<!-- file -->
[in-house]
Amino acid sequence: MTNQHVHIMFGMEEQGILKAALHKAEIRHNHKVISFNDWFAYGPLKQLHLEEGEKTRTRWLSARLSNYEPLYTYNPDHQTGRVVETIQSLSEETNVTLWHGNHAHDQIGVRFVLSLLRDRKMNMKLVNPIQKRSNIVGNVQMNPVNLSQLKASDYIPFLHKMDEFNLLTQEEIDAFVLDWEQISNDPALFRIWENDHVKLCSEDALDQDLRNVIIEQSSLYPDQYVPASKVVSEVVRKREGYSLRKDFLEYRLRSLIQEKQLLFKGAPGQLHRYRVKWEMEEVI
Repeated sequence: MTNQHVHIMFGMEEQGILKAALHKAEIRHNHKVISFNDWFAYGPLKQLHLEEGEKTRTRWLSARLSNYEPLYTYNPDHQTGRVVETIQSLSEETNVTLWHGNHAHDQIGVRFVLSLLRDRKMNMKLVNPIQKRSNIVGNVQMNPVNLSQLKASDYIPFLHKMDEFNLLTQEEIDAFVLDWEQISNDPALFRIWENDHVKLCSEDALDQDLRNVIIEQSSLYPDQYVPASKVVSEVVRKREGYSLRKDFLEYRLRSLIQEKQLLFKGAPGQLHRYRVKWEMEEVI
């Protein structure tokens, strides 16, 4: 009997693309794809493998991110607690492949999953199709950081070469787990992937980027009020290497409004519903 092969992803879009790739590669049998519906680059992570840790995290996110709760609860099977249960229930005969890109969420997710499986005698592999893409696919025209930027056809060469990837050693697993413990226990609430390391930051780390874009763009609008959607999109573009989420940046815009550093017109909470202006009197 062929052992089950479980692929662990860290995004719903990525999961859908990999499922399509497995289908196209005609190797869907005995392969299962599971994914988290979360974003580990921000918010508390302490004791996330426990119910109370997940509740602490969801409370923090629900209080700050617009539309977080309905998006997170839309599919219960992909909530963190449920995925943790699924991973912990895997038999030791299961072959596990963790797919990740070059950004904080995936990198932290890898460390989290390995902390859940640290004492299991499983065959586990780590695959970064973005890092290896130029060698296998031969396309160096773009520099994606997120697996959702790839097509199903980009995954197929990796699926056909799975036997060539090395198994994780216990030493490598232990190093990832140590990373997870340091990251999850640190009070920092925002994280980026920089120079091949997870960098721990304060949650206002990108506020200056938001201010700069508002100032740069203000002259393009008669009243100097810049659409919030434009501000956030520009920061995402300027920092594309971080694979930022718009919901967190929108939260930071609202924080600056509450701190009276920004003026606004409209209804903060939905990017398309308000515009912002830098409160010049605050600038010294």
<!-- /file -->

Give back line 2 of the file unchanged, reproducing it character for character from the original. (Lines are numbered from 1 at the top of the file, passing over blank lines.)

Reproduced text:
Amino acid sequence: MTNQHVHIMFGMEEQGILKAALHKAEIRHNHKVISFNDWFAYGPLKQLHLEEGEKTRTRWLSARLSNYEPLYTYNPDHQTGRVVETIQSLSEETNVTLWHGNHAHDQIGVRFVLSLLRDRKMNMKLVNPIQKRSNIVGNVQMNPVNLSQLKASDYIPFLHKMDEFNLLTQEEIDAFVLDWEQISNDPALFRIWENDHVKLCSEDALDQDLRNVIIEQSSLYPDQYVPASKVVSEVVRKREGYSLRKDFLEYRLRSLIQEKQLLFKGAPGQLHRYRVKWEMEEVI